As the US rejoins the UN’s Paris Climate Agreement, what does the renewables race mean for the Australian manufacturing sector? Greg O’Loan argues that energy and technology are intrinsically linked and smart investments in both is the only way for manufacturers to gain a competitive edge.

Fortescue Metals Group’s Chairman and founder, Dr Andrew ‘Twiggy ’ Forrest, surprised a few with his first Boyer Lecture of 2021, highlighting the mining giant’s commitment to renewables, green hydrogen, and ultimately to the production of green steel .

Acknowledging his group’s significant greenhouse gas contribution – two million tonnes a year, more than the entire emissions of Bhutan – Twiggy said the answer is not in stopping mining iron ore, which is critical to the production of steel and to humanity, but instead ensuring that iron ore and steel activity use zero-emissions energy. Twiggy believes green hydrogen – the purest source of energy in the world – could replace up to three-quarters of global emissions, if we improve the technology and add scale. He argues that the green hydrogen market could generate revenues – at the very least – of US$12 trillion by 2050.

So, as the US rejoins the UN’s Paris Climate Agreement and Australia’s Federal Government prepares to commit to net zero emissions by 2050, what does the renewables race mean for the Australian manufacturing sector, particularly for energy-hungry sectors such as steel manufacturing? And while we are admittedly still a few years away from net zero emissions, what can manufacturers do today to take ownership of their energy consumption and help reduce the impact of fluctuating energy pricing on their business?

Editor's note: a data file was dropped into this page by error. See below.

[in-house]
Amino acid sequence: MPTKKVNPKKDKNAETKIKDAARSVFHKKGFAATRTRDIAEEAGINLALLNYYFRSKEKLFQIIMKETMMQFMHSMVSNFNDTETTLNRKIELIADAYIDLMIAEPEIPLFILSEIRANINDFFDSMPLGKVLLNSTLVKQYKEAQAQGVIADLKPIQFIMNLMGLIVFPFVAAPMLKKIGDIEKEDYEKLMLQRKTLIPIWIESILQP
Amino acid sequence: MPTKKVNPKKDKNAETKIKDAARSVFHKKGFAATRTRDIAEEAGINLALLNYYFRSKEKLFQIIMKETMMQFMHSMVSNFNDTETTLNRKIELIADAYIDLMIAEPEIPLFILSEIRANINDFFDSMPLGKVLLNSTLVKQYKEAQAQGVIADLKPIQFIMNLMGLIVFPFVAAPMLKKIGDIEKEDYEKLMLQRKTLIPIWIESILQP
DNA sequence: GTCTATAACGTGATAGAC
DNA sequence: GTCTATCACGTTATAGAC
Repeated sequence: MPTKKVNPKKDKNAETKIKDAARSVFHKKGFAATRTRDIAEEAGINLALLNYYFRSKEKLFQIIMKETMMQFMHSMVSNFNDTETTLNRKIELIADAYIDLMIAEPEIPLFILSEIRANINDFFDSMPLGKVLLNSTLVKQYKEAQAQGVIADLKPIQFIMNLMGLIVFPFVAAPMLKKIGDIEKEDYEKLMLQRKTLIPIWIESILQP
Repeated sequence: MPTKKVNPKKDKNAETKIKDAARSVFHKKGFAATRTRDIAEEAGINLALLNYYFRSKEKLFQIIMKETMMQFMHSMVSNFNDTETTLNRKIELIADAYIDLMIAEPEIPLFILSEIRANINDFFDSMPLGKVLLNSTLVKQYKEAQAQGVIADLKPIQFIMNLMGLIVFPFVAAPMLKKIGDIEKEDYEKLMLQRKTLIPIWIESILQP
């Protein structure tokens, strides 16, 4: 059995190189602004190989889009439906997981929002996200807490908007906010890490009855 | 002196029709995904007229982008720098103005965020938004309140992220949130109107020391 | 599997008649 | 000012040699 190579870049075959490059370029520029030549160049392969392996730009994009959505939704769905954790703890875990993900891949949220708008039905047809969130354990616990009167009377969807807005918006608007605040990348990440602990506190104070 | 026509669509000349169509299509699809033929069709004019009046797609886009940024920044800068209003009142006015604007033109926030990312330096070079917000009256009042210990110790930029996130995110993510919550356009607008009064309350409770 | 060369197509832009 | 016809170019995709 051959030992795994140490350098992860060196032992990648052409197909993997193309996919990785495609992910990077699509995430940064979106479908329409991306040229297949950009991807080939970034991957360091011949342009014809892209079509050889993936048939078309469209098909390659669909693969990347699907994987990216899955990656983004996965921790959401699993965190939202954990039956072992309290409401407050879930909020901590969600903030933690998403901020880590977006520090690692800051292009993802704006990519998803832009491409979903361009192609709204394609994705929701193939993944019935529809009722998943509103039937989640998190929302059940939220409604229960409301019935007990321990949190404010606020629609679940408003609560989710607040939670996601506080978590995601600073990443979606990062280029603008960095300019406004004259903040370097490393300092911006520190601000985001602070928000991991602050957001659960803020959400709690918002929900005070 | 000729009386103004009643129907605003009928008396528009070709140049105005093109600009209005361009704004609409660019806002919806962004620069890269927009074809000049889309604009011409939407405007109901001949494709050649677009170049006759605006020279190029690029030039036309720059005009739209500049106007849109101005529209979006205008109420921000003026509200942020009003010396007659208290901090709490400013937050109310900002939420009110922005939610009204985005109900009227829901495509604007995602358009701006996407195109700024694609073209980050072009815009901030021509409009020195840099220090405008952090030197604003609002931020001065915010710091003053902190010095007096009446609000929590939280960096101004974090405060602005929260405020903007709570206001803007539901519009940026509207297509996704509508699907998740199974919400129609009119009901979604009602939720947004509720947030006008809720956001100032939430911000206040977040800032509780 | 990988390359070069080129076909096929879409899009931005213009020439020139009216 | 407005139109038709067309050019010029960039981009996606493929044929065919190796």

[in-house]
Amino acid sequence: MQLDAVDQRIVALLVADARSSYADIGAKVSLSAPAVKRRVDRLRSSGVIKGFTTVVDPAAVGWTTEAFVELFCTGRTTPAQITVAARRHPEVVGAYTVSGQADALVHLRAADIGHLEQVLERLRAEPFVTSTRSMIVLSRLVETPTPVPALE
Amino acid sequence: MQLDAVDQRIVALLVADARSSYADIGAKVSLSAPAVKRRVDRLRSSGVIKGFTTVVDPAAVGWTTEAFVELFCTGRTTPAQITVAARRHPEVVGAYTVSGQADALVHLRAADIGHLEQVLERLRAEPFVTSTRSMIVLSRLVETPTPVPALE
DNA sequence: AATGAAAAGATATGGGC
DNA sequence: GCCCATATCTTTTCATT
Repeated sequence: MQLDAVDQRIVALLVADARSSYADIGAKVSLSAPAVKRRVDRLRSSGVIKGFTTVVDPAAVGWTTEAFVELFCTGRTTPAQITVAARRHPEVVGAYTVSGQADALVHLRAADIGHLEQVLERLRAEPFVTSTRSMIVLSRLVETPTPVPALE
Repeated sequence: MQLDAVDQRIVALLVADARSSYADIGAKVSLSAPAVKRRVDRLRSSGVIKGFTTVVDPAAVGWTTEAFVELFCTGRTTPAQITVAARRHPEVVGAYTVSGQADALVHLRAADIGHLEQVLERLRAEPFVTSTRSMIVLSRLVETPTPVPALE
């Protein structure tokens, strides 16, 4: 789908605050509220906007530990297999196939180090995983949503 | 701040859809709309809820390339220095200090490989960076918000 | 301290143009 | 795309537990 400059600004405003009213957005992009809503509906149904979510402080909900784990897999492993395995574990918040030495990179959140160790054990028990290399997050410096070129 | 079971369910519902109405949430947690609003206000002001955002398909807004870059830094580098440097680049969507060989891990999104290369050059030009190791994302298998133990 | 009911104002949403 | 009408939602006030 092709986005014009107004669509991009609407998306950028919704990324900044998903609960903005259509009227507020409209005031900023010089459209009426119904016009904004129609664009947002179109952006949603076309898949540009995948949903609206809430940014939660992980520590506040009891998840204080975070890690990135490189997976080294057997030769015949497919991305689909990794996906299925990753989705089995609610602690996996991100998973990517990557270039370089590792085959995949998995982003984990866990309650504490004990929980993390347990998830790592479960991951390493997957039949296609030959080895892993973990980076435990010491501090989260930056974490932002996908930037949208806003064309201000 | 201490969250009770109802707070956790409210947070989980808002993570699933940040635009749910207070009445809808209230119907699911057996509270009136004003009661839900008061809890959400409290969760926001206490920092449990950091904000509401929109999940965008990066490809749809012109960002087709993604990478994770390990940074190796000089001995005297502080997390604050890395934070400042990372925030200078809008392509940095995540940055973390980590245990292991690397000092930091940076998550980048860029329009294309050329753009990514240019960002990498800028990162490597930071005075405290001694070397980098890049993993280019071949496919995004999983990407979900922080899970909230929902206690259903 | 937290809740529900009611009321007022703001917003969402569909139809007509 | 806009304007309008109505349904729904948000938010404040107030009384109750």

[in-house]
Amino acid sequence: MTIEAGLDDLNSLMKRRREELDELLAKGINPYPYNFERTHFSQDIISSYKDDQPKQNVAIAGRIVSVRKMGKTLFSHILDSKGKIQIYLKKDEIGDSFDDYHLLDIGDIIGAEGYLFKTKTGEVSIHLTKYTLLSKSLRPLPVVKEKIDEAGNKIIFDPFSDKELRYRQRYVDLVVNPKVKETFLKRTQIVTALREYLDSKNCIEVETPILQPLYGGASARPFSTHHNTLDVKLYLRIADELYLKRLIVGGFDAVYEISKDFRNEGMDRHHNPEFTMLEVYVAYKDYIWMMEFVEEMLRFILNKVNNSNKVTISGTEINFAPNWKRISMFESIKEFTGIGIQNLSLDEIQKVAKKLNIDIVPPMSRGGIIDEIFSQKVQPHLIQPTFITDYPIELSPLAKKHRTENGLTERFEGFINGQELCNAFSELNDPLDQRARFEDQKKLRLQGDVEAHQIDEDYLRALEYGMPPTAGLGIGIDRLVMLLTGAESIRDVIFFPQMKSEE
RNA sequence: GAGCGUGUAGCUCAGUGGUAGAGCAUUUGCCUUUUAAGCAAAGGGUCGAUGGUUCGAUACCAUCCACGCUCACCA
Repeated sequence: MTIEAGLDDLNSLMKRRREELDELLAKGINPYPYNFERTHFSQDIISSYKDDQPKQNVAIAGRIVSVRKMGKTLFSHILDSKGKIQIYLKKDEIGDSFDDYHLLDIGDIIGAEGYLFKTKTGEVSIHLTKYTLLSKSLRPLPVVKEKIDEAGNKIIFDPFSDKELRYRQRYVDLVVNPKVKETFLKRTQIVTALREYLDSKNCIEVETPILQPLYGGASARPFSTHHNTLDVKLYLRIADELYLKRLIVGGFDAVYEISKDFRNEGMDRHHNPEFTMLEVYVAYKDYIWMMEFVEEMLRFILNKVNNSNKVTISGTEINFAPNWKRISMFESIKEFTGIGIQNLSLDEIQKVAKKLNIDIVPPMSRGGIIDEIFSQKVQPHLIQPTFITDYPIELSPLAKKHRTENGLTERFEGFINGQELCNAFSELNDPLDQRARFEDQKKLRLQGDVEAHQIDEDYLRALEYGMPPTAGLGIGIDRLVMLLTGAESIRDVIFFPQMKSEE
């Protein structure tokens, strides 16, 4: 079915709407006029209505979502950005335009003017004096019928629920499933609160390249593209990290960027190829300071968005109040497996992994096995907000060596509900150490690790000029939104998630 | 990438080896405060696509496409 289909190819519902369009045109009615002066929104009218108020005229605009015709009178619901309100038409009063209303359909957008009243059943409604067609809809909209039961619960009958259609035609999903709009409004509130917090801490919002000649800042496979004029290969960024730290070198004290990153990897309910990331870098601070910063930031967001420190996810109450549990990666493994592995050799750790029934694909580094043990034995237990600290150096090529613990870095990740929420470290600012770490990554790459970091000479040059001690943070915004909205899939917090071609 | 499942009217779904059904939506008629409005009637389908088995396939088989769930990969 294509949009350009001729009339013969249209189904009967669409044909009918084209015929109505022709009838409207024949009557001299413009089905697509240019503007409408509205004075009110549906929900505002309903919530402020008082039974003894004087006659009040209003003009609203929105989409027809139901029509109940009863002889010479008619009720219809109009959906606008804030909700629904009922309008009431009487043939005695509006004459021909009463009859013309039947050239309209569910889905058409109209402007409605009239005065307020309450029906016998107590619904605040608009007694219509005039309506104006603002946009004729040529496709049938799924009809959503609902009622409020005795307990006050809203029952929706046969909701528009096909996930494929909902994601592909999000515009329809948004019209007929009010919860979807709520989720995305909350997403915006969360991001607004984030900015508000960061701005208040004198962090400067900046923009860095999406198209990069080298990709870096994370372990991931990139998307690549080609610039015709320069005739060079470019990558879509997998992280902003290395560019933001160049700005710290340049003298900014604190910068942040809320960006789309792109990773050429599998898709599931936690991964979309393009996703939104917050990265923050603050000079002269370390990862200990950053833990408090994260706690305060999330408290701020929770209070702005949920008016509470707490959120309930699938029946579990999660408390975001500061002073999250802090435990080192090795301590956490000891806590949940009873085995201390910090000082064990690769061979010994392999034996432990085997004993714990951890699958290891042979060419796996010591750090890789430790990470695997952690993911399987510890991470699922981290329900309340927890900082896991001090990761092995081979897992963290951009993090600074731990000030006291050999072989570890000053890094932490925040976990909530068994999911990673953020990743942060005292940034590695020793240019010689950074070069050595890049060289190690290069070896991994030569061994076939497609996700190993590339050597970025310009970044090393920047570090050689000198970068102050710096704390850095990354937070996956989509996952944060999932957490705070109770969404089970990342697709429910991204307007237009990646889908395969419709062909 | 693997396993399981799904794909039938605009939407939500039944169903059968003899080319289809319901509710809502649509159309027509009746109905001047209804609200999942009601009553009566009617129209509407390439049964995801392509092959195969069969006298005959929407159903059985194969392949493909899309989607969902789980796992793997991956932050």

Australia can’t manufacture everything it wants, but it is capable of manufacturing everything it needs. Pre-COVID-19, our country depended on imports to a high degree, which created risk as supply chains were threatened. COVID-19 only highlighted the complexity and fragility of supply chains.

And while Australia has certainly benefited from being an island nation during COVID-19, it has come with added challenges. What 2020 clearly showed was that it is key for the Australian Government to continue to move away from short-term solutions and refuel the Australian economy by investing locally.

This could be particularly beneficial when it comes to energy production, for example. Australia has reaped significant benefits from the ready availability of fossil fuel. It has given energy-intensive industries a competitive advantage. In fact, so much of the success of Australia’s energy-hungry manufacturing sector has been tied to energy pricing.

However Australia’s reliance on fossil fuel-based energy is also an economic vulnerability. Beyond the environmental damages, the consequences for Australian goods manufacturing that have a high carbon footprint could be severe as the world moves towards action for greenhouse gas reduction.